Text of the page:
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Dry needling is a technique used to treat calcific tendonitis to break the calcium up that forms in tendons.

What is dry needling?

Dry needling is used for patients with calcific tendonitis to break the calcium up. It is carried out by a consultant radiologist using ultrasound to guide the needle into the calcium.

What happens during dry needling?

An ultrasound scan of the shoulder tendons is conducted to confirm where and how much calcium is present in the tendons. Steroid and local anaesthetic is injected into the lining above the shoulder tendons – the ‘bursa’. The local anaesthetic helps to take the pain away as the procedure is performed while you are awake. The steroid acts as an anti-inflammatory and usually works within a week to reduce pain and inflammation.

More local anaesthetic is injected into and around the lump of calcium in the tendon to numb the area. The calcium is ‘dry needled’ for one or two minutes, breaking it into small pieces.

The procedure typically takes around 20 minutes.

Recovery from dry needling

Following the dry needling procedure, the calcium will begin to disappear. This is called the ‘resorptive phase’. The resorptive phase can be painful and last several months. It is important to keep the shoulder moving during this period, therefore a physiotherapy session two weeks following the procedure is useful.

What are the side effects of dry needling?

Steroid can cause irritation following injection, creating the so-called ‘flare response’. With any injection into a joint there is a risk of infection. This risk is greatly minimised however, as the injection is done under ‘sterile’ conditions.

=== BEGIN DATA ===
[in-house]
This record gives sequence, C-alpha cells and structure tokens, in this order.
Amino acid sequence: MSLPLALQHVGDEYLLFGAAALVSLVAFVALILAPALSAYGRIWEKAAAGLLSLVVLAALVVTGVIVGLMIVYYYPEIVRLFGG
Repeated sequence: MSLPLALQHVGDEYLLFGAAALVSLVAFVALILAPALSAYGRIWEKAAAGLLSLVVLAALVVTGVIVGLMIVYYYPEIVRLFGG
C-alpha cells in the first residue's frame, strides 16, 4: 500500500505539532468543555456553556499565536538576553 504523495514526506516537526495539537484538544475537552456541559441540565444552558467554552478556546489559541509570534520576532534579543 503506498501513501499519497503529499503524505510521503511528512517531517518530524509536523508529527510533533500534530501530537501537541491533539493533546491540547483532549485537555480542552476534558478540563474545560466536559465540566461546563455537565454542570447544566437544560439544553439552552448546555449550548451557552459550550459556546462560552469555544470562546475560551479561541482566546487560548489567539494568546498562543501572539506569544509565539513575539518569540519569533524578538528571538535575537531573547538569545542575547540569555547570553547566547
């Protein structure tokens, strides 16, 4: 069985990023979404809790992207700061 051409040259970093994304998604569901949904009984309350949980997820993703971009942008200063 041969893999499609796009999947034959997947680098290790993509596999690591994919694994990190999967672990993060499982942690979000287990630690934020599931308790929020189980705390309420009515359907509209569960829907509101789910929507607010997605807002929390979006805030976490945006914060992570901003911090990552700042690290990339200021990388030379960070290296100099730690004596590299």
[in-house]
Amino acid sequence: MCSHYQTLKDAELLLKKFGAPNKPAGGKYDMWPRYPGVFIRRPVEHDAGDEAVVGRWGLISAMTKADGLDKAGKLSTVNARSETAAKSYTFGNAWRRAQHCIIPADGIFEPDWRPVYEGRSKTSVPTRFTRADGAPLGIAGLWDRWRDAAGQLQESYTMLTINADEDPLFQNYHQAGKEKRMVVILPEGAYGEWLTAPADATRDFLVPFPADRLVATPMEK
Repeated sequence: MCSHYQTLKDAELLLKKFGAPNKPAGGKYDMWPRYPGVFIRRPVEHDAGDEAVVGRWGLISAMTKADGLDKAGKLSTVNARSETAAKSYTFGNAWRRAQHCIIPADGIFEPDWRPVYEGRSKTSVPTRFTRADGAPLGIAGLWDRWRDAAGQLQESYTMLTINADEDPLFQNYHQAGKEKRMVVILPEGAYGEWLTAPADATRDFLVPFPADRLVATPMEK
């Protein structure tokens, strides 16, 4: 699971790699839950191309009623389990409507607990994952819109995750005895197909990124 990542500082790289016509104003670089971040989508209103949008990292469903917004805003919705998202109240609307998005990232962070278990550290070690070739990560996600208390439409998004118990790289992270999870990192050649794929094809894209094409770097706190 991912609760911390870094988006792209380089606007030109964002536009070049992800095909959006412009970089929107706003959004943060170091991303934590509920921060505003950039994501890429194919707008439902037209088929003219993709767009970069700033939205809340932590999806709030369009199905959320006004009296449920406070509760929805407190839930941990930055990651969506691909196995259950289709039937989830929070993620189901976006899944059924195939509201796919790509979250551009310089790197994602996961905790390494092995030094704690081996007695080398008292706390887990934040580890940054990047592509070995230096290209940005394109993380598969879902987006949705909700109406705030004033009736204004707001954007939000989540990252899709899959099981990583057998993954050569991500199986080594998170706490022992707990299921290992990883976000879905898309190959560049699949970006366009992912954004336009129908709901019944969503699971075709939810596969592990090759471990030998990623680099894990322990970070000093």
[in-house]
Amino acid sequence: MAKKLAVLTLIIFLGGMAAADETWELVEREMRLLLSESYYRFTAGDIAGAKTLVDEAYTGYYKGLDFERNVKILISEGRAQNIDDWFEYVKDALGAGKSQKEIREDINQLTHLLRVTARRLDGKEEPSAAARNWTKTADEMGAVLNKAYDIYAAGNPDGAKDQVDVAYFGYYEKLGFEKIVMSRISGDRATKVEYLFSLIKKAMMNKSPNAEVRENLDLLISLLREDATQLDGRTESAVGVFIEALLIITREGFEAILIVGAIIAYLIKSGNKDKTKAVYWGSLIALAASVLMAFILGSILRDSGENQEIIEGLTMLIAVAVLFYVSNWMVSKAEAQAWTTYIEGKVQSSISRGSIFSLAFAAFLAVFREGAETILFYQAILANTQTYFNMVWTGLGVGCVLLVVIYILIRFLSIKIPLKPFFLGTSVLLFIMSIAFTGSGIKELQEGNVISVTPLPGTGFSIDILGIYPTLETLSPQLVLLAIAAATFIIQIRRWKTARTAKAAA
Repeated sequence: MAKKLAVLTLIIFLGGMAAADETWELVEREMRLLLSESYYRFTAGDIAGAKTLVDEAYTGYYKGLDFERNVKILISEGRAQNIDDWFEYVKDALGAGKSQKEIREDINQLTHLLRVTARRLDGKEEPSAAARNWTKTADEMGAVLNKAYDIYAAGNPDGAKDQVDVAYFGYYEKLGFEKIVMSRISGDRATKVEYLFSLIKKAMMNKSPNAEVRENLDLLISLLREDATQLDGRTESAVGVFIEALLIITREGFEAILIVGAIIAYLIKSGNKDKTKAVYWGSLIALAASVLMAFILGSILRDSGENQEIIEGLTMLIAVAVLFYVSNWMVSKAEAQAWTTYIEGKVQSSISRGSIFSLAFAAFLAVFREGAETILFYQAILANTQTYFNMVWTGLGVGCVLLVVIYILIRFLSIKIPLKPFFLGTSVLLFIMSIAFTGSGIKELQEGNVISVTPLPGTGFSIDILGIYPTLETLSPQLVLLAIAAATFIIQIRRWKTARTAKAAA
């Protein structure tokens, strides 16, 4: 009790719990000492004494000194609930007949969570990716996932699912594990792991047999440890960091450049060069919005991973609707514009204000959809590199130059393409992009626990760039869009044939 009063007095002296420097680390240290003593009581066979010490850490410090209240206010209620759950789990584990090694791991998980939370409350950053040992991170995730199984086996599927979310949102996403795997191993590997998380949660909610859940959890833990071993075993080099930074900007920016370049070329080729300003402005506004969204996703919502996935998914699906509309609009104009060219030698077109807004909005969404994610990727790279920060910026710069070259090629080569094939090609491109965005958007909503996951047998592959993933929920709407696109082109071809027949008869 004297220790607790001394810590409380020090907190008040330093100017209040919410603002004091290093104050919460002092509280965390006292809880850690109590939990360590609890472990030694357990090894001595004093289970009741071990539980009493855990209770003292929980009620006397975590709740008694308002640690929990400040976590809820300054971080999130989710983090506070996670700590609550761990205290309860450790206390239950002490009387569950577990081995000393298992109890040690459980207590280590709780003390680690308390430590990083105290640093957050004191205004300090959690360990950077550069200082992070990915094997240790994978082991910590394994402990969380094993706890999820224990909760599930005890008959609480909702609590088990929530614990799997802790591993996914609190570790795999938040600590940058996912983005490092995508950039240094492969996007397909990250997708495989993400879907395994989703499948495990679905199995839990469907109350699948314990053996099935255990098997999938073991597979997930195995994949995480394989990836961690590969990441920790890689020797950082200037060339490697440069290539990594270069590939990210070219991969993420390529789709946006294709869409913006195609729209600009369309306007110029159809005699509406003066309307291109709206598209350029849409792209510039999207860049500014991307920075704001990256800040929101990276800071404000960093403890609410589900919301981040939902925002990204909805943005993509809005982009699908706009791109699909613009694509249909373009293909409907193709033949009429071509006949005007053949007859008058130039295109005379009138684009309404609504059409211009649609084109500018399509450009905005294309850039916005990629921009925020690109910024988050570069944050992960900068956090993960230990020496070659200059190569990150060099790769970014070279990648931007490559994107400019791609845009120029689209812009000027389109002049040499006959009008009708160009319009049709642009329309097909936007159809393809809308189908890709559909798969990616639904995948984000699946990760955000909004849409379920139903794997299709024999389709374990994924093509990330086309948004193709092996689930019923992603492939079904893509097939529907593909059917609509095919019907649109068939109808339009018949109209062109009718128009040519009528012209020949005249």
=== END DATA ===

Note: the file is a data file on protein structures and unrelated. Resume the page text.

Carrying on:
Some of the steroid will travel around the body to other tissues and makes insulin work less well for this short period of time. Patients with diabetes must monitor their sugar levels for up to two weeks after the injection.

Dry needling consultants at Nuffield Health at St Bartholomew's Hospital

Nuffield Health at St Bartholomew's Hospital

38 Giltspur Street, London, EC1A 7BS

020 3386 9000

There are several bus stops within walking distance of the hospital. The closest rail and tube stations are City Thameslink - 5 min walk, Barbican - 5 min walk, Elizabeth line at Farringdon - 3 min walk. Car parking is available in Smithfield Car Park nearby.

Hospital switchboard 020 3386 9000
General enquiries 0300 131 1433
Outpatients enquiries 0300 131 1432
Physiotherapy enquiries 020 3386 9002
Payments enquiries 0330 460 0099

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